Wow! The Washington Post has identified "rabble-rousing outsiders!" I don't think I've heard language like that since Southern segregationists complained about young civil-rights activists descending on Mississippi. So who are these interlopers stirring up the unwashed masses? No need to guess: It's anyone who dares criticize plans for an Islamic center near Ground Zero in Manhattan. According to Jason Horowitz, the author of a story on the front page of the Post's Style section, New Yorkers take a "dim view" of them.
Mr. Horowitz informs us that the planned Islamic center has become "the prime target of national conservatives who, after years of disparaging New York as a hotbed of liberal activity, are defending New York against a mosque that will rise two city blocks from Ground Zero."
The hypocrisy! Have they no shame?
Mr. Horowitz was no doubt so busy reporting this big story that he missed the bulletins about Senate majority leader Harry Reid and former Democratic National Committee chairman Howard Dean — no nasty national conservatives, they — also opposing the Ground Zero Islamic project.
However, Mr. Horowitz did score an interview with Ali Mohammed, who sells "falafel over rice" in the besieged neighborhood and who has "reached his saturation point." Opponents of the project, he says, "got nothing to do with New York and they don't care about New York. They are trying to create propaganda."
Yes, of course, this is a New York thing. Foreigners wouldn't understand. The terrorists who brought down the Twin Towers had a bone to pick with the Big Apple. That explains why Mr. Horowitz doesn't ask Mr. Mohammed who he thinks attacked us on 9/11, or what their ideology and goals were. Indeed, there is not a single sentence in his article relating to such matters.
Besides, New York City's "entire political establishment" thinks the Islamic center is a dandy idea. And when a political establishment speaks, who has the right to question them? Certainly not politicians and reporters and bloggers from outside the five boroughs! The nerve of some people!
Mr. Horowitz also interviews Oz Sultan, a spokesman for the project, who sings from the same hymnal: "The people behind this [Islamic center] are New Yorkers. These are local yokels."
How does that square with Mr. Sultan's refusal to rule out the possibility that funds for this $100 million project may be raised in Saudi Arabia and Iran? Inquiring minds may want to know; Mr. Horowitz does not even ask.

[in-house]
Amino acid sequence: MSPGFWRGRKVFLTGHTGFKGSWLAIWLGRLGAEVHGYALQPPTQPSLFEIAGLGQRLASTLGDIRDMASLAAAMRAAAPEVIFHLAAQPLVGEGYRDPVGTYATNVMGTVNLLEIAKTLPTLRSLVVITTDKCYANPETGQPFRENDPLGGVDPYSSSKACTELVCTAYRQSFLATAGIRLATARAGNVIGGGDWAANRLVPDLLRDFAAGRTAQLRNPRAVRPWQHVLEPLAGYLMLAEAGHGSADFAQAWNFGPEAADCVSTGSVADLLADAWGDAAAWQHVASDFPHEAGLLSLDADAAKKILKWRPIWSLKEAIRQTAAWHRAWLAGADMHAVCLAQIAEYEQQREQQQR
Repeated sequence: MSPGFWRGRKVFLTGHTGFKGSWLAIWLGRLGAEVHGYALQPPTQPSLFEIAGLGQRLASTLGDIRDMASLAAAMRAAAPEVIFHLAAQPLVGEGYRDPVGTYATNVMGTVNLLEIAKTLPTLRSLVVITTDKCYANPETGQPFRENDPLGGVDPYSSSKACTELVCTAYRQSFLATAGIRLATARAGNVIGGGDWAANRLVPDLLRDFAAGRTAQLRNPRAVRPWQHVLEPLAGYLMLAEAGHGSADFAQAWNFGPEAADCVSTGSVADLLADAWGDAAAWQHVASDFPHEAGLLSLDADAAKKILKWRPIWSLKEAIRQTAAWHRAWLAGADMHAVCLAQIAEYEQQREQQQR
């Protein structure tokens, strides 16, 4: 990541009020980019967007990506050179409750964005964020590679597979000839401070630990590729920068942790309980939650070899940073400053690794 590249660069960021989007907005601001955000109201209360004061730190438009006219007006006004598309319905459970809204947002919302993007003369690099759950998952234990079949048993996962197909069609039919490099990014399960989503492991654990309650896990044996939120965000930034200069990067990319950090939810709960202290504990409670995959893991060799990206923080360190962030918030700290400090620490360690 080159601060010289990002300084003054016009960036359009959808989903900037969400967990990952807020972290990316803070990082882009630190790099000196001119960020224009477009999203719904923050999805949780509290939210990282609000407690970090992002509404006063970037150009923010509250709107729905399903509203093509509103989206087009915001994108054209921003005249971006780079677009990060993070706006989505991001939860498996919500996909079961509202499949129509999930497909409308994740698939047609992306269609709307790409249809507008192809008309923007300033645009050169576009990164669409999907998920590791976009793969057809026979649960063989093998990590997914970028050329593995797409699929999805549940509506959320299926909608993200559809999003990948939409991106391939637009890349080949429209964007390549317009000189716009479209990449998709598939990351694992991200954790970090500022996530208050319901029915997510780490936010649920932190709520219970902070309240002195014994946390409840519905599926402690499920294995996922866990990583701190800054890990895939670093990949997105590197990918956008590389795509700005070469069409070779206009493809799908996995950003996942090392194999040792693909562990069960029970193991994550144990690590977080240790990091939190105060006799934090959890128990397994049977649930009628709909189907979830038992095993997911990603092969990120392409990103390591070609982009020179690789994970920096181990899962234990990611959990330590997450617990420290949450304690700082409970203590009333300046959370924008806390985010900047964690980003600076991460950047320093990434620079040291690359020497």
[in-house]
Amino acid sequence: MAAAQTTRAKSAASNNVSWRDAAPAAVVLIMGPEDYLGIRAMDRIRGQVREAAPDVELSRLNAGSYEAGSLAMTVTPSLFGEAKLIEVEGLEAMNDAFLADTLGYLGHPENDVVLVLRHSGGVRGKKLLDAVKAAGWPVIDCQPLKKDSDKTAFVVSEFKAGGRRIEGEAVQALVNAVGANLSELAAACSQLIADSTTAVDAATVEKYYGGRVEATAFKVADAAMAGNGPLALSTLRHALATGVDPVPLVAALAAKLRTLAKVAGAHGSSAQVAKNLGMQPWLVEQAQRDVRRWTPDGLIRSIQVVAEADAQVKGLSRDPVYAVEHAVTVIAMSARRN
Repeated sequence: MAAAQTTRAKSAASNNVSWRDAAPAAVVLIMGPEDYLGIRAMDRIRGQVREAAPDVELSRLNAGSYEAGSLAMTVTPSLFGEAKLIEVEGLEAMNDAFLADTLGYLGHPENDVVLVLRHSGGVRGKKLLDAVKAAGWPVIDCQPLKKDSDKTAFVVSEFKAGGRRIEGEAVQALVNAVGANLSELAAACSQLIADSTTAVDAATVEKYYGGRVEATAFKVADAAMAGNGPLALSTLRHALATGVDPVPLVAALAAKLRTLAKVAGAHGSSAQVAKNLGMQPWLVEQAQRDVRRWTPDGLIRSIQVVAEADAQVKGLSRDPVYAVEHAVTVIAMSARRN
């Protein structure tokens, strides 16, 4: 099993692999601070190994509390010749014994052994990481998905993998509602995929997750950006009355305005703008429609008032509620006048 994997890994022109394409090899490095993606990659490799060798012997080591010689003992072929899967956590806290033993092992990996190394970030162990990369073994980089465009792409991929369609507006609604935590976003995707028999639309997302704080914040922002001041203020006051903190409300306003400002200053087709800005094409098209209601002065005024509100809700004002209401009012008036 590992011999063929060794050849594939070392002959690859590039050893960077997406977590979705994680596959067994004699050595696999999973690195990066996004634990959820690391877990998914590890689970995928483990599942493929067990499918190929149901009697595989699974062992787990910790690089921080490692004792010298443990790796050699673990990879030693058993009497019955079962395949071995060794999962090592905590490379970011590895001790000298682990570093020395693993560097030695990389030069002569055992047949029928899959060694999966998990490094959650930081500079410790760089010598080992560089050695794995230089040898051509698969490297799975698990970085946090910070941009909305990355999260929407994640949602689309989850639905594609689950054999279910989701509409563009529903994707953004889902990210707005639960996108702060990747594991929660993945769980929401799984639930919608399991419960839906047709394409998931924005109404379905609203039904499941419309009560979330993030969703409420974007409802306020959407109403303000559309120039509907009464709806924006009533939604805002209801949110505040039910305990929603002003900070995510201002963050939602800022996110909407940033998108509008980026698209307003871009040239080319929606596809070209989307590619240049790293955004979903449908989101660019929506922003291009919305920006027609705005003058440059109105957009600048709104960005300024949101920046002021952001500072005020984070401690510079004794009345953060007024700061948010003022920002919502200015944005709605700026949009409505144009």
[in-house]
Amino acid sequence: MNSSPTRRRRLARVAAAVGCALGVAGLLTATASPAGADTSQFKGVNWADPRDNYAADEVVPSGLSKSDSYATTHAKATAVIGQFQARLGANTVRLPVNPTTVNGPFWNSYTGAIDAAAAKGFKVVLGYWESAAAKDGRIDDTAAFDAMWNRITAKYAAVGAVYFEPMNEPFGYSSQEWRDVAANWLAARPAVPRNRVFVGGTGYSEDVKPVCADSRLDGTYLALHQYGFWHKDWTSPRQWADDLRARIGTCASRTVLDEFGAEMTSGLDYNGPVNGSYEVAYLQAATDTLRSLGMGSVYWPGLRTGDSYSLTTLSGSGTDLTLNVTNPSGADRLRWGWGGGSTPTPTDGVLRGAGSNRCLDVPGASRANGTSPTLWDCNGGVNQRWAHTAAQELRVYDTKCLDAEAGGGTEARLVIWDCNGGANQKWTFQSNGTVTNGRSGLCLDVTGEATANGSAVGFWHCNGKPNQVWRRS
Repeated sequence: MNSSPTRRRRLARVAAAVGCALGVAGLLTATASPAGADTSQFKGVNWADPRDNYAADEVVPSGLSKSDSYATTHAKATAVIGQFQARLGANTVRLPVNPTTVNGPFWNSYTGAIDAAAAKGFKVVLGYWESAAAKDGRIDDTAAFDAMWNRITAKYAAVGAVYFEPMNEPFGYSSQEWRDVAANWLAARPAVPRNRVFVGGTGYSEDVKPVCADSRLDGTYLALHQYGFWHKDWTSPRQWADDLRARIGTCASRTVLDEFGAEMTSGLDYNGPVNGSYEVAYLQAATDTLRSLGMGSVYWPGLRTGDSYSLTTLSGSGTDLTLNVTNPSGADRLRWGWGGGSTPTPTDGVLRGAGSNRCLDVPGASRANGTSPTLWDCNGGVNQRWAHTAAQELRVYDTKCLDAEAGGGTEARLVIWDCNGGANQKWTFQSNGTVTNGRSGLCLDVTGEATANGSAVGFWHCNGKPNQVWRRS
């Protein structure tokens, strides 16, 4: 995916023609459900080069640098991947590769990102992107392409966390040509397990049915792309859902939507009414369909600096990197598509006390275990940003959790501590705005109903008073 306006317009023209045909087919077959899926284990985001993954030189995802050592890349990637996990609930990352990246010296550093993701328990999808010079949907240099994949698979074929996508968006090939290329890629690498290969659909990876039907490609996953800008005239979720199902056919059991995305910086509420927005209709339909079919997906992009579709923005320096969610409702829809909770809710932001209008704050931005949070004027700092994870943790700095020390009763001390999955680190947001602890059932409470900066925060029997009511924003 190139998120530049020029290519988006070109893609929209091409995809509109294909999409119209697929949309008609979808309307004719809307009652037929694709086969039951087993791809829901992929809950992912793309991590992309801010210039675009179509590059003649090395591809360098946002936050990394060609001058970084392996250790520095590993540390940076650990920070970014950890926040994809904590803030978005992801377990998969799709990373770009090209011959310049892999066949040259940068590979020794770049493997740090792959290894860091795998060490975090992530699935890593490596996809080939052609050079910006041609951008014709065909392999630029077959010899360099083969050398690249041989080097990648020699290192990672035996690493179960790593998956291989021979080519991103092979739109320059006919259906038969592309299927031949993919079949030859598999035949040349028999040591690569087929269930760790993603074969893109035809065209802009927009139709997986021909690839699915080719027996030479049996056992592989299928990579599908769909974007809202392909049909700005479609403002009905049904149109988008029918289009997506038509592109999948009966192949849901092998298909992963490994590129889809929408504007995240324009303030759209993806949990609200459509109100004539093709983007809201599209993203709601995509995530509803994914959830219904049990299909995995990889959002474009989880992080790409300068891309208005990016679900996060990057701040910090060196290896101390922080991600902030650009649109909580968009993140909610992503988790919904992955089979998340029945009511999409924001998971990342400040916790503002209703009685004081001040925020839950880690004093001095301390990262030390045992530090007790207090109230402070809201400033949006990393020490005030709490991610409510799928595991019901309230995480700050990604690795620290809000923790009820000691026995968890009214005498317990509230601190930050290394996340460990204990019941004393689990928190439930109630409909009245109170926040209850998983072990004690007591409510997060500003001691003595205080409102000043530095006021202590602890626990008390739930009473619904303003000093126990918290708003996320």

Instead, he makes clear whom he does not view as local yokels or even real New Yorkers: "the city's tabloids," whose reporters and editors "know they have a good thing going" — in stark contrast to Mr. Horowitz and the prestige media, which cover stories like this strictly from a sense of civic obligation.
If this piece were exceptional, it would be unfair of me to give it such a tongue-lashing. But, as I've argued before, it's part of a pattern, a trend — one that, despite criticism, continues to strengthen. A companion piece in the Post exclaims that the Islamic center will contain "a Sept. 11 memorial [!]," but never bothers to question what that memorial might say about the 9/11 attacks. Will they be described as an atrocity or merely a tragedy? Who will the memorial say was responsible, and on behalf of what belief system were they acting?
Similarly, a Washington Post interview with Daisy Khan, the wife of Imam Feisal Abdul Rauf, the key organizer of the project, is headlined: "When Will Muslims Be Accepted?" Ms. Khan tells the veteran journalist Sally Quinn: "The Republicans are really going after us."
Quinn responds by asking Daisy Khan . . . nothing. Nothing about the project's funding; nothing about the imam's past statements regarding 9/11 (American policies were an "accessory"), Osama bin Laden ("made in America"), Hamas (the imam would prefer not to characterize the group), or terrorism ("complex") — nothing. It's as though Daisy Khan has purchased an advertisement.
Another interview with Ms. Khan, this one by Tamer El-Ghobashy in the Wall Street Journal, also consisted of one softball question after another. For example:
How did you react to the Anti-Defamation League registering their opposition to the location of the center?
What are the features of the planned center that people may not have heard about?
What element of the fallout from this proposed center concerns you most?